Your vehicle is equipped with numerous warning lights to alert you when your vehicle is in need of attention. These lights vary in importance: some let you know that your vehicle is in danger, while others let you know that you’ll need a minor service soon. Each light should be taken seriously and never ignored.
Your warning lights appear on your dashboard gauge cluster, next to your speedometer and fuel gauge. When you first turn your vehicle on, you’ll notice that all of these lights illuminate for a few seconds, and then disappear. This is your vehicle checking to make sure that all systems are operational and that all the warning lights can illuminate if needed.
Common reasons for this to happen:
ABS warning light: The ABS warning light is usually just the letters “ABS.” ABS stands for anti-lock braking system, and is responsible for keeping your wheels from locking up when you brake hard. If the ABS light is on, your vehicle will be liable to skidding when you brake hard.
Airbag failure light: The airbag failure light is a symbol of an airbag, or the writing “airbag” or “SRS”. This alert tells you that your airbags are not functioning correctly, and won’t be deployed in the event of an accident.
Battery warning: The battery warning light is usually a symbol of the battery. This warning alerts you to the fact that your battery is not charging fully. This could be an issue with your battery’s terminal or corrosion, or with your alternator.
Brake system warning: The brake system warning light is an exclamation point with a circle around it. It alerts you that your brake system is at risk of malfunction, and low brake fluid or leaky brakes may be the cause. This is a light requiring urgent attention.
Check Engine/Service Engine Soon: The check engine warning light is usually a symbol of an engine, but it can sometimes say “check engine.” Your Check Engine light will come on when the engine computer, which handles diagnostics, reports that something is not operating correctly.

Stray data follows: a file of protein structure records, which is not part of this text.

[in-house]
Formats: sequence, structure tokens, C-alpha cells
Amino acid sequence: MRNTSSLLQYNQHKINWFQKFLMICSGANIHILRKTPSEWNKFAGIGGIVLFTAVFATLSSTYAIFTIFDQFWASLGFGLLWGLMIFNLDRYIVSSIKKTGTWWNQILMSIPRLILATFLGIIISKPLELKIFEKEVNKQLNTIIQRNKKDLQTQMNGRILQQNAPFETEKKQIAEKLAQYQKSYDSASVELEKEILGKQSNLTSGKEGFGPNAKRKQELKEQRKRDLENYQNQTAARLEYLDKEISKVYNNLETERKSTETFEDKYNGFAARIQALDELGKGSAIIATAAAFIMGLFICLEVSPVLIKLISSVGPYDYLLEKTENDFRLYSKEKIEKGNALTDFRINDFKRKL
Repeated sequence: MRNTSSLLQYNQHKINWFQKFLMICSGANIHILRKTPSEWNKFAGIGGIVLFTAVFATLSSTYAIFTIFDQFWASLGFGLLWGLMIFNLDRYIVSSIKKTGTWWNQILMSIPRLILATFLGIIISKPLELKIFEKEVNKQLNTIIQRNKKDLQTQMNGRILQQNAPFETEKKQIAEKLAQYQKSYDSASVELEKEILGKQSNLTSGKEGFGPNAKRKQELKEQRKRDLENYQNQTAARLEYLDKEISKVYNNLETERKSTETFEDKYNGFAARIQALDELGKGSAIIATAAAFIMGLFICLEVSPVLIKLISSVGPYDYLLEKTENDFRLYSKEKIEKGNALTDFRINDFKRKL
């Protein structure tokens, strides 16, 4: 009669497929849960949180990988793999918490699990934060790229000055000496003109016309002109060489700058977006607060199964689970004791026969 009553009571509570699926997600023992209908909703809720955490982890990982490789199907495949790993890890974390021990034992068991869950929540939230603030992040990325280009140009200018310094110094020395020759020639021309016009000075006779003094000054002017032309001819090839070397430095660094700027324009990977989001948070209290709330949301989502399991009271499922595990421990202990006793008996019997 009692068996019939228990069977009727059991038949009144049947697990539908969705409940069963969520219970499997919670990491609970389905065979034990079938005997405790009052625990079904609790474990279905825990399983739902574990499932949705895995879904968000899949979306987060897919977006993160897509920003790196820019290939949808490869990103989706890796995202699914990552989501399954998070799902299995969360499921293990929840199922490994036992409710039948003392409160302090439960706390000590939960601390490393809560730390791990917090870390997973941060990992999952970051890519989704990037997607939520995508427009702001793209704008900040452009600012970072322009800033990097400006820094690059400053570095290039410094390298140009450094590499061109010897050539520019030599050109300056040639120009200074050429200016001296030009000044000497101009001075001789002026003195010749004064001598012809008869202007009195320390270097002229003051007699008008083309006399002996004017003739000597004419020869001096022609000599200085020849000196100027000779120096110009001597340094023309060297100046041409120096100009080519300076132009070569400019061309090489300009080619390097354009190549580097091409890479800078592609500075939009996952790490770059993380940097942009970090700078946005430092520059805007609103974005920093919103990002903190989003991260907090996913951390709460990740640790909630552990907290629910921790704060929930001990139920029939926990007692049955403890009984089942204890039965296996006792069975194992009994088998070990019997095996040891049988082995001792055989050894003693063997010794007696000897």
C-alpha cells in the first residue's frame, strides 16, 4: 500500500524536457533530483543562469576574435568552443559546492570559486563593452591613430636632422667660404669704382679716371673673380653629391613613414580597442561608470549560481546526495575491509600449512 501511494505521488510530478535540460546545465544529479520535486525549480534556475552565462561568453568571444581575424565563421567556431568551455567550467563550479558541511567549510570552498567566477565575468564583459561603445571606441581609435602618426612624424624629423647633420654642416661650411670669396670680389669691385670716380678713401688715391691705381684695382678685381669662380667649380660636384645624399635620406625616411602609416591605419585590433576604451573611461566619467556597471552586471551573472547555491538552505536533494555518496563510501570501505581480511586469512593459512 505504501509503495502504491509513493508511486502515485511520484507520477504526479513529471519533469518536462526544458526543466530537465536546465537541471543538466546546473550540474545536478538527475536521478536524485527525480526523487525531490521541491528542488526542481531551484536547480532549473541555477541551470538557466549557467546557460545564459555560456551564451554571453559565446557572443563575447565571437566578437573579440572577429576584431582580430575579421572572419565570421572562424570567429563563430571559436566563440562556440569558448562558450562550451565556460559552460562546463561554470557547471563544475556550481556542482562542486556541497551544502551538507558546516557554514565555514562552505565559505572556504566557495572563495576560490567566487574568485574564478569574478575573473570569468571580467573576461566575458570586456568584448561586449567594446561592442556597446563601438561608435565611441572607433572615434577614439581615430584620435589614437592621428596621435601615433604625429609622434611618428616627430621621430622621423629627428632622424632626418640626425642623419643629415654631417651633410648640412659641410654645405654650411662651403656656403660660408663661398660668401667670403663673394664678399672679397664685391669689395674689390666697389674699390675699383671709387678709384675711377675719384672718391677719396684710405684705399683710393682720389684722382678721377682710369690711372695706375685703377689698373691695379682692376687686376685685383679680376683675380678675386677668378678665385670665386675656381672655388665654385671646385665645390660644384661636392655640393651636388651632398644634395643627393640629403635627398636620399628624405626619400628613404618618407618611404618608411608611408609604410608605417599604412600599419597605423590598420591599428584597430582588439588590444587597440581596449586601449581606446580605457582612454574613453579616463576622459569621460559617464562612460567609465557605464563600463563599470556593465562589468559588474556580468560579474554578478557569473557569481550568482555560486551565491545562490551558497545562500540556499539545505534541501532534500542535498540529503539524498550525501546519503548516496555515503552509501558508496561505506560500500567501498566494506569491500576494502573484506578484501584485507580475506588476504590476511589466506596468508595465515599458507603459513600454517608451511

Gas cap warning: The gas cap warning light is a symbol of the gas cap, and means that your cap is either damaged or not properly secured.
Light out warning: The light out warning light is a symbol of a turned on light. This alert lets you know that one of your vehicle’s lights is not turning on.
Low washer fluid warning: The washer fluid warning light is a symbol of the windshield wipers. This alert warns you that you are low our out of windshield washer fluid.
Oil change warning: The oil change warning light will say “oil change reminder” or “change oil soon." This alert tells you that it’s been a long time since your last oil change, and that the oil needs to be drained and replaced before damage occurs to the engine.
Oil pressure warning: The oil pressure warning light usually resembles a can of oil. It lets you know that your oil levels are low. This often means that you have insufficient oil in your vehicle, but you could have a defective pump or pressure sensor.
Reduced power warning: The reduced power warning light is a symbol of the engine with an arrow pointing down. It lets you know that the engine is not able to produce as much power as it normally does.